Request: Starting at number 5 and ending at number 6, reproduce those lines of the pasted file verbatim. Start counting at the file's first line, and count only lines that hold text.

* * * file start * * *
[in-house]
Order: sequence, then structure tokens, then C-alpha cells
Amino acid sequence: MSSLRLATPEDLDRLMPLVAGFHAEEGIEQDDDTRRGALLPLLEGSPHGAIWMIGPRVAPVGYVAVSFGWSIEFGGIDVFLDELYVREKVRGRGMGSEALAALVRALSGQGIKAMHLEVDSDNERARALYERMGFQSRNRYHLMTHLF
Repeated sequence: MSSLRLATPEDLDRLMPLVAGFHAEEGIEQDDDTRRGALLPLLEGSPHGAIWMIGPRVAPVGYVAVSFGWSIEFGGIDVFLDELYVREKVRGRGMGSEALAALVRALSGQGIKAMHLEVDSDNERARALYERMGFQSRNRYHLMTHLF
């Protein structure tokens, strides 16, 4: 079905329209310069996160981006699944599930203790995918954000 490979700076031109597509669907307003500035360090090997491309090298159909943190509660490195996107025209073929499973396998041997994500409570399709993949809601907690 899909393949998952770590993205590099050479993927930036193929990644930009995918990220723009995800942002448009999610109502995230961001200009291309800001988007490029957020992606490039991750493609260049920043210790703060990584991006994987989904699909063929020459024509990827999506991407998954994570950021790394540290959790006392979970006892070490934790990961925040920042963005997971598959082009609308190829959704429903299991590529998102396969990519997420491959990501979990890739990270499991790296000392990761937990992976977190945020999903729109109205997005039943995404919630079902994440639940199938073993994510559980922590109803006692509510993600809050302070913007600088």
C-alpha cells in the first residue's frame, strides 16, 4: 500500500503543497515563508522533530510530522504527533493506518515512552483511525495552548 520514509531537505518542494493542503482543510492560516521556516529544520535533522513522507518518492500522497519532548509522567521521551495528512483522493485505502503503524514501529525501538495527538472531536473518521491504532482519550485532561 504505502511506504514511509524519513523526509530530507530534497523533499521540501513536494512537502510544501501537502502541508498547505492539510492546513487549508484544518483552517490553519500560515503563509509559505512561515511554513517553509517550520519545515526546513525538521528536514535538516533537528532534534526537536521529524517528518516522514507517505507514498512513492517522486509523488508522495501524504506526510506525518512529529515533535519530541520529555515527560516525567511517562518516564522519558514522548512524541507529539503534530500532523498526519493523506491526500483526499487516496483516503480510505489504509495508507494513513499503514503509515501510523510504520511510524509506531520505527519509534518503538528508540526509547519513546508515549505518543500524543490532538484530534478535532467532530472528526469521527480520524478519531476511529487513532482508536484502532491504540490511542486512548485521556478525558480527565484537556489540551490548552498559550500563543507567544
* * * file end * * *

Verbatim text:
């Protein structure tokens, strides 16, 4: 079905329209310069996160981006699944599930203790995918954000 490979700076031109597509669907307003500035360090090997491309090298159909943190509660490195996107025209073929499973396998041997994500409570399709993949809601907690 899909393949998952770590993205590099050479993927930036193929990644930009995918990220723009995800942002448009999610109502995230961001200009291309800001988007490029957020992606490039991750493609260049920043210790703060990584991006994987989904699909063929020459024509990827999506991407998954994570950021790394540290959790006392979970006892070490934790990961925040920042963005997971598959082009609308190829959704429903299991590529998102396969990519997420491959990501979990890739990270499991790296000392990761937990992976977190945020999903729109109205997005039943995404919630079902994440639940199938073993994510559980922590109803006692509510993600809050302070913007600088």
C-alpha cells in the first residue's frame, strides 16, 4: 500500500503543497515563508522533530510530522504527533493506518515512552483511525495552548 520514509531537505518542494493542503482543510492560516521556516529544520535533522513522507518518492500522497519532548509522567521521551495528512483522493485505502503503524514501529525501538495527538472531536473518521491504532482519550485532561 504505502511506504514511509524519513523526509530530507530534497523533499521540501513536494512537502510544501501537502502541508498547505492539510492546513487549508484544518483552517490553519500560515503563509509559505512561515511554513517553509517550520519545515526546513525538521528536514535538516533537528532534534526537536521529524517528518516522514507517505507514498512513492517522486509523488508522495501524504506526510506525518512529529515533535519530541520529555515527560516525567511517562518516564522519558514522548512524541507529539503534530500532523498526519493523506491526500483526499487516496483516503480510505489504509495508507494513513499503514503509515501510523510504520511510524509506531520505527519509534518503538528508540526509547519513546508515549505518543500524543490532538484530534478535532467532530472528526469521527480520524478519531476511529487513532482508536484502532491504540490511542486512548485521556478525558480527565484537556489540551490548552498559550500563543507567544